In this post, we are going to list a few approaches to simultaneous submissions – the submission of one piece to more than one literary magazine concurrently. Perhaps you have done your research and found more than one literary magazine to submit to. This is a good issue to have, however; not all editors of publications will accept a piece if it is being submitted elsewhere.
The best way to discover a publication’s policy on simultaneous submissions is to carefully read its submission guidelines. This step will help you decide if multiple submissions of one piece to a few publications is possible. Publications that do accept simultaneous submissions will present a few stipulations to prospective authors.
Such details from the editor of a publication is quite valuable. Though only a few lines are offered, and sometimes just a few words, these pieces of information are queues to a successful submission. Below we have taken from our own experience as writers and publishers to offer you a few strategies to navigate simultaneous submissions.
- Read the particulars of how a publication accepts simultaneous submissions.
For example: a publication open to simultaneous submissions will always want to be notified if your piece has been accepted by another publication. This is one of those details that states a condition to a publication’s acceptance of a piece submitted to other publications. Take note of these and any other details the publication mentions.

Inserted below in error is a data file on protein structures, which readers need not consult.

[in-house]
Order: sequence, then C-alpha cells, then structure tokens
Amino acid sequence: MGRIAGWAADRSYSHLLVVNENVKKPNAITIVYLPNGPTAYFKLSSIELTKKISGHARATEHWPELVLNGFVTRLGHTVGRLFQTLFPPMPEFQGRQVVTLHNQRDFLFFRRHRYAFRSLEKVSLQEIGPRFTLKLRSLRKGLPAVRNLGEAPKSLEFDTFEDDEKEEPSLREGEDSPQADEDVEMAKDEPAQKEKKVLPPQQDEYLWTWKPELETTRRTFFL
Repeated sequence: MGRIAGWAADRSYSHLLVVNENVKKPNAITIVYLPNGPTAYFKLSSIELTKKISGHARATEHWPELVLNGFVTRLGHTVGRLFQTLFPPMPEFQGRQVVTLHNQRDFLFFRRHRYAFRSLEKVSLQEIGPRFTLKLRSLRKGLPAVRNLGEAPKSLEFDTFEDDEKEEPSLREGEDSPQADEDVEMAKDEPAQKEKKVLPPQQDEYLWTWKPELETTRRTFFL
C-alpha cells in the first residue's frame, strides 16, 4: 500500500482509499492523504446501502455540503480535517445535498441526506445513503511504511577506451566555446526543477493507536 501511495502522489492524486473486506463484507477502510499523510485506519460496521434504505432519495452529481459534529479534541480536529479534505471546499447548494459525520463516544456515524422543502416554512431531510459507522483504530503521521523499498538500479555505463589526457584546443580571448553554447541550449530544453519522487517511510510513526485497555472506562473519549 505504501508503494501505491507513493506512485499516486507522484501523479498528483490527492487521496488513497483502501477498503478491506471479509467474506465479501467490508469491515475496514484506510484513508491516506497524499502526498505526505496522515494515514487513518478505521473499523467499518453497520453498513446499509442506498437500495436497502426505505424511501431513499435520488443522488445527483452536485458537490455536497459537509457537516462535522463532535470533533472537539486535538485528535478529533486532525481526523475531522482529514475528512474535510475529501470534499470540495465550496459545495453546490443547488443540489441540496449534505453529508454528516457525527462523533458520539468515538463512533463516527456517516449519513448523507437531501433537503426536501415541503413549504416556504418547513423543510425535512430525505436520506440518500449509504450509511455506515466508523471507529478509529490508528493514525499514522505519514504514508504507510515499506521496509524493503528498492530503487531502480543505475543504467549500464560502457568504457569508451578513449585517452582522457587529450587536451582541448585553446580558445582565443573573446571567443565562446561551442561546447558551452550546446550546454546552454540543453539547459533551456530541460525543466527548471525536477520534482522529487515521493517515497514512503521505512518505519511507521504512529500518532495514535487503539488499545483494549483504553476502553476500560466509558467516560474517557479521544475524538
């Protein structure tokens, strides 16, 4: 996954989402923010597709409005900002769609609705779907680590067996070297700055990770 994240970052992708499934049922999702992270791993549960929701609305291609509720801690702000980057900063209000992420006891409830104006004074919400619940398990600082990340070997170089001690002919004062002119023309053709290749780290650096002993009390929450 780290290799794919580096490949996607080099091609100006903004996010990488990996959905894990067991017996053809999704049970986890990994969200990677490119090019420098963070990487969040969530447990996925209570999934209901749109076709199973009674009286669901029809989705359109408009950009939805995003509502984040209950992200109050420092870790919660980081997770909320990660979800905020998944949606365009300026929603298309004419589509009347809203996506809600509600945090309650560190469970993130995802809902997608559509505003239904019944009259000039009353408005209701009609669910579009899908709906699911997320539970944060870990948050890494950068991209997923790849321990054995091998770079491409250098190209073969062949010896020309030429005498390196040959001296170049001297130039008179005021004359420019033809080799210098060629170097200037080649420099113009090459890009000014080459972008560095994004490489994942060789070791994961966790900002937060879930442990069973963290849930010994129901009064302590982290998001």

- Alert editors that you are submitting your piece to other magazines.
Your cover letter is a place for you to acknowledge your piece as a simultaneous submission. In your cover letter it is also a good idea to let the editor know that you intend to notify the publication if your piece is submitted elsewhere.
- Utilize tiers.Since each publication on the market functions on a different level than the next, the publications you have selected most likely fall into a tier. This may seem reminiscent of ranking colleges you wanted to apply to: the dream, the good fit, and the safety. Literary magazines do not stray too far from this idea. A dream publication – the magazine you would be thrilled to see your work published. Publications with strong reputations might be a good fit. Local, and regional publications, are a safe bet but not a guarantee, so do submit to more than one.
- Strategically submit your piece to a few publications.Although it is tempting to cast a wide net, submit a few copies to a few magazines within the same tier instead. Submit copies of your piece to a first round of publications, your dream magazines. If the response time for a publication has passed without notification and your piece has not been accepted, contact the next tier of publication with your piece.
- Contact the editor when your piece is accepted for publication elsewhere.This step is crucial. It is necessary to contact all publications you submitted your piece to. Missing this one can be problematic for the publisher and harmful to your reputation as a writer.
Simultaneous submissions can be an awkward aspect of submitting work. Initially, sending out copies of a work to one group of publications, waiting, and starting another round may seem like a lot of hassle. Many writers feel it is good practice to circulate their work and to take advantage of the opportunities available to get his or her work read. We outlined the steps above to alleviate some of the confusion surrounding the practice of simultaneous submissions. Best of luck!
Next week: cover letters.